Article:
That is why if we were banished to a desert island and could only take one pain reliever, we’d choose aspirin. Not only is it a gold standard for pain relief, it eases inflammation, lowers a fever, reduces the risk for heart attacks and strokes and may be one of the most powerful anti-cancer drugs ever discovered. Of course no one should ever take aspirin for long periods of time without medical supervision. Like all NSAIDs aspirin can cause ulcers and it may also interact with certain prescription drugs. It deserves respect for both its benefits and its risks.

Here is what readers have to say about their experiences with NSAIDS:

“I hate it that I started having pounding fast heartbeat after being on diclofenac several days. My doctors (both family and cardiology) told me there was no connection between diclofenac and heart rhythm problems. The cardio did a heart monitor test, and found my heart was skipping beats and running as fast as 400 beats per minute. Both doctors assured me it was fine to continue taking the high doses of diclofenac, even though I knew better.” C.A.


“I never had a blood pressure problem or any side effects as a result of ibuprofen until last month. My pressure climbed to 220/110 with headache and dizziness during the night. I had to seek emergency care.

“My blood pressure improved until last night when I again took ibuprofen for back discomfort during the night. When I woke this morning my BP had climbed to 135/97 with headache and dizziness and has stayed somewhat elevated even though I took amlodipine (Norvasc). It seems clear that I have developed a reaction to ibuprofen. I had not taken any since the first incident until last night.” Anne


“I am a gardener and take ibuprofen occasionally for back pain. Mostly, though, I try to think about how I am working and avoid stupid maneuvers.

“My main question is what about the impact of an anti-inflammatory diet? I have read about ginger tea, but I have not memorized the items I might be eating that can cause inflammation, nor the ones that reduce it. I’d like to know more about foods/drinks to reduce inflammation. I know that the whole inflammation issue also impacts cardio-vascular as well as joints and many other parts of the body.” Bruce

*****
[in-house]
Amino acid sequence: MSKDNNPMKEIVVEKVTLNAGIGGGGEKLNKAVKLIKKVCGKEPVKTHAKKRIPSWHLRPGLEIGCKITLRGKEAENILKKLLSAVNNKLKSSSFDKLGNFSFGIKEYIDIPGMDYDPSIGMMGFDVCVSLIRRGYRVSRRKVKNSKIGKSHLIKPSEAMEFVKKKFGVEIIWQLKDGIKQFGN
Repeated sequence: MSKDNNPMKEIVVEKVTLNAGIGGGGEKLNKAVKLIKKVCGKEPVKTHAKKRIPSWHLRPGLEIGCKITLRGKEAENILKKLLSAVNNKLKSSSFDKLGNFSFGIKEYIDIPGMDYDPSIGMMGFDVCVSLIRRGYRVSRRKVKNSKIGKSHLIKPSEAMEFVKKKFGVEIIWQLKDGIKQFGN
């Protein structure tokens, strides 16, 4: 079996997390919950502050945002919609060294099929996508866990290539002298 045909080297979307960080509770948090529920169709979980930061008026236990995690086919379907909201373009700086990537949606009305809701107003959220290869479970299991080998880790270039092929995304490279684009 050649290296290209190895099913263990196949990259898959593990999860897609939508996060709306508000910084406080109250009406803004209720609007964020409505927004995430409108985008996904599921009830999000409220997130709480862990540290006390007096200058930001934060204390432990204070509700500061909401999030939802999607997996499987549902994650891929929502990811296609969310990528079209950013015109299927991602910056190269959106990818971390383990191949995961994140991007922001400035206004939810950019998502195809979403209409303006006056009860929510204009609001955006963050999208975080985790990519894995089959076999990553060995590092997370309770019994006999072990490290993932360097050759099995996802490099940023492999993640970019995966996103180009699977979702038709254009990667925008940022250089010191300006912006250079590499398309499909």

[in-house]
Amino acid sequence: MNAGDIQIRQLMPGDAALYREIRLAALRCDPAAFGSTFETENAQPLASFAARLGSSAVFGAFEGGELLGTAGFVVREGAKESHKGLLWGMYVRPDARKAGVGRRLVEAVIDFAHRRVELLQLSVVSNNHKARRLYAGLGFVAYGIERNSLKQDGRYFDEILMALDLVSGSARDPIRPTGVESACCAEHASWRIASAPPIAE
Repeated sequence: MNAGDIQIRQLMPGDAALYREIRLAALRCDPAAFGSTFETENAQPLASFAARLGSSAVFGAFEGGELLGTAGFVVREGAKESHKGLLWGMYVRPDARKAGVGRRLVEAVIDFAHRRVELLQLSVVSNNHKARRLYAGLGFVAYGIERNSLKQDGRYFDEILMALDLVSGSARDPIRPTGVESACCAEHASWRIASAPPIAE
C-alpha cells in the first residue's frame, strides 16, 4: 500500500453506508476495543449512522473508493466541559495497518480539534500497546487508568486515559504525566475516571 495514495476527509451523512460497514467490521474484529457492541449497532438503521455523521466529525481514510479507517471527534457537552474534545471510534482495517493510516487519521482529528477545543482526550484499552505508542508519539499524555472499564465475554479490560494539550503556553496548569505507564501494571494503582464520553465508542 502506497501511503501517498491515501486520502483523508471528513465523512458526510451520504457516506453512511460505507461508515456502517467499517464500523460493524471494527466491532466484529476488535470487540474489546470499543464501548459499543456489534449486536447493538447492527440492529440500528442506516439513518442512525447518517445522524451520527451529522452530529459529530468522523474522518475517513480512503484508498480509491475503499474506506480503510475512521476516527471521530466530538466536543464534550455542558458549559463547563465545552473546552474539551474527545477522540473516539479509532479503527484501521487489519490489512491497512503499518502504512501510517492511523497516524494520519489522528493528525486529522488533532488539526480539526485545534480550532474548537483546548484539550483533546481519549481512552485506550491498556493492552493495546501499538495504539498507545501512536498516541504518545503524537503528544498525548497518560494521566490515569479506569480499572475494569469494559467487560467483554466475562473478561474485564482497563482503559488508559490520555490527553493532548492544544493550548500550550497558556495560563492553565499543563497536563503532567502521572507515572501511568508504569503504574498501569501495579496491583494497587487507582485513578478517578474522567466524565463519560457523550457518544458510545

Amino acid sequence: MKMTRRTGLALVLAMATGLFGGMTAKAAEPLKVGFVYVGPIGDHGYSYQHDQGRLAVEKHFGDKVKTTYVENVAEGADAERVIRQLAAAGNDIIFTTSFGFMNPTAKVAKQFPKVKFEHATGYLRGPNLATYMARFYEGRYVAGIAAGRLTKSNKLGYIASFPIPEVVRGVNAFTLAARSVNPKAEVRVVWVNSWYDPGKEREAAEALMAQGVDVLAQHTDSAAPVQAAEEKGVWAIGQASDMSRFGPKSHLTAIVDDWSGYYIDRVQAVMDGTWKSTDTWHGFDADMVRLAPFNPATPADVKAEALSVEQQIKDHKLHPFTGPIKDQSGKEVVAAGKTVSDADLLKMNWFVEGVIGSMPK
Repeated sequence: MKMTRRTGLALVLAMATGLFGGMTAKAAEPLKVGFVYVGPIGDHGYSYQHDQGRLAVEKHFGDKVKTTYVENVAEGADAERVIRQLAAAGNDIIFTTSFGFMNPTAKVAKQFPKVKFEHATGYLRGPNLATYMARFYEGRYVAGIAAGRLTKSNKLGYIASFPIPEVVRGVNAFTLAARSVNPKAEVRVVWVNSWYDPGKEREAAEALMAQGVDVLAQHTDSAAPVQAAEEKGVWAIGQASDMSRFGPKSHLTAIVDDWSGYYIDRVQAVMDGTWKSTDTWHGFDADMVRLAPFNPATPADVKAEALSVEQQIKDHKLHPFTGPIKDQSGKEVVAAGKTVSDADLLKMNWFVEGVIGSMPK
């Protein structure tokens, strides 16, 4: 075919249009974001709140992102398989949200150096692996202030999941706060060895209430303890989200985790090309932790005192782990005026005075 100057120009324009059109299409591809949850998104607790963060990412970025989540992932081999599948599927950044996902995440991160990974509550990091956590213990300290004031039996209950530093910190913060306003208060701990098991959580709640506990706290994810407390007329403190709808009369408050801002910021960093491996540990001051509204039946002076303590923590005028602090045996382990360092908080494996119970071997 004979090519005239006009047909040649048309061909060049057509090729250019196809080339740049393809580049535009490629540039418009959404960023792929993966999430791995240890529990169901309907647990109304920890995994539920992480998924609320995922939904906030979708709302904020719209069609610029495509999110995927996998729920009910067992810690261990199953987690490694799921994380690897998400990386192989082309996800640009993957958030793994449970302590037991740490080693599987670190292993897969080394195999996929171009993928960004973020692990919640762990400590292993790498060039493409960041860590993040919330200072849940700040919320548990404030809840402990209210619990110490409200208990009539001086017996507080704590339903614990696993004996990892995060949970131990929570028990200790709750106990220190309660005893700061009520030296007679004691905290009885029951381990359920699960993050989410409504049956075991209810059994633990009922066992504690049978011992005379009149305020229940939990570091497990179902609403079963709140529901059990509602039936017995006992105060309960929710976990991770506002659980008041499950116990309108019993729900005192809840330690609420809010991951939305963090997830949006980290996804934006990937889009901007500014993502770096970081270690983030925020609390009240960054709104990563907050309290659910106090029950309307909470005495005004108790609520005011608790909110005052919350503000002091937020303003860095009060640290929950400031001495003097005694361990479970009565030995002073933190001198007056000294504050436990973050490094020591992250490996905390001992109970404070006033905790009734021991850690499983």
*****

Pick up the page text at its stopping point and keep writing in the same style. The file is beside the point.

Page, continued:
Bruce, you are absolutely right that diet can affect inflammation. Cutting back on sugar and refined carbohydrates is the first step. Trans fats must be eliminated completely and we would encourage you to reduce omega 6 fatty acids found in corn oil, safflower oil and other popular vegetable oils.

Foods and drinks to embrace include pomegranate, green tea, pineapple, curry, garlic, almonds and broccoli in addition to ginger. You will be glad to know that cherries, walnuts and grape juice also have anti-inflammatory activity. You can learn more about our favorite remedies (Certo and grape juice, gin-soaked raisins, gelatin, honey and vinegar, cayenne pepper and fish oil) in our book, The People’s Pharmacy Quick & Handy Home Remedies. We also include some wonderful anti-inflammatory recipes (Curcumin scramble, curried sweet potato fries, curry soup, golden milk with curcumin, cherry spritzer, Joe’s Brain Boosting Smoothie and spicy fresh tuna salad) in our book, Recipes & Remedies from The People’s Pharmacy. You can get a 50% discount on Recipes & Remedies when you buy both

Join Over 54,000 Subscribers at The People's Pharmacy

Each week we send two free email newsletters with breaking health news, prescription drug information, home remedies and a preview of our award-winning radio show. Join our mailing list and get the information you need to make confident choices about your health.

  1. joe h
    Reply

    Is aspirin a NSAID?

  2. Carol
    Reply

    Please answer questions #2 and 4 above – this is important information that has not been communicated to us in this article. Thanks!

  3. Aspirin for Offspring and / or safety related to aspirin and alcohol consumption...
    Reply

    OK, I agree…. “if we were banished to a desert island and could only take one pain reliever, we’d choose aspirin.”
    I have what I believe are two important questions regarding aspirin use:
    1. Can you also please talk about use of aspirin by our offspring. My sons are now 28 and 31 years old … I understand children should not be given aspirin, but I have enjoyed small, rare use of aspirin all my life. It simply works best for me. At what age can I let my sons use aspirin as well?
    2. Also, please comment on the use of aspirin and alcohol. Are there dangers?